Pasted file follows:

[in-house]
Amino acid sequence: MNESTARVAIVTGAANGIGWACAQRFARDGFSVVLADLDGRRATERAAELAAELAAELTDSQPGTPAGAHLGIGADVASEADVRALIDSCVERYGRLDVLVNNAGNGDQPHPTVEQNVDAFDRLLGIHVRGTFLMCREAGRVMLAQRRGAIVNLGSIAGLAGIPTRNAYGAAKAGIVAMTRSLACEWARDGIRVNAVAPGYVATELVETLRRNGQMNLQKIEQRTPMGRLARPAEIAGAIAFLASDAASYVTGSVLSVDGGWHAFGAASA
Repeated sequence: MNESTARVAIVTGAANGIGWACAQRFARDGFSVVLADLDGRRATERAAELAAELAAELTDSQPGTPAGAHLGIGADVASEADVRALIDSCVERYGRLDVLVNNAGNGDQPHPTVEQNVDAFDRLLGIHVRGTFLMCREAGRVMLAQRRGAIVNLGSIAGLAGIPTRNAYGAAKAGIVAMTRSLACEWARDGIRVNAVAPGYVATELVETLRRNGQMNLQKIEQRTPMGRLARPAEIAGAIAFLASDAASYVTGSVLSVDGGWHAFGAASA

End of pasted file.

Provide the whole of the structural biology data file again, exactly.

[in-house]
Amino acid sequence: MNESTARVAIVTGAANGIGWACAQRFARDGFSVVLADLDGRRATERAAELAAELAAELTDSQPGTPAGAHLGIGADVASEADVRALIDSCVERYGRLDVLVNNAGNGDQPHPTVEQNVDAFDRLLGIHVRGTFLMCREAGRVMLAQRRGAIVNLGSIAGLAGIPTRNAYGAAKAGIVAMTRSLACEWARDGIRVNAVAPGYVATELVETLRRNGQMNLQKIEQRTPMGRLARPAEIAGAIAFLASDAASYVTGSVLSVDGGWHAFGAASA
Repeated sequence: MNESTARVAIVTGAANGIGWACAQRFARDGFSVVLADLDGRRATERAAELAAELAAELTDSQPGTPAGAHLGIGADVASEADVRALIDSCVERYGRLDVLVNNAGNGDQPHPTVEQNVDAFDRLLGIHVRGTFLMCREAGRVMLAQRRGAIVNLGSIAGLAGIPTRNAYGAAKAGIVAMTRSLACEWARDGIRVNAVAPGYVATELVETLRRNGQMNLQKIEQRTPMGRLARPAEIAGAIAFLASDAASYVTGSVLSVDGGWHAFGAASA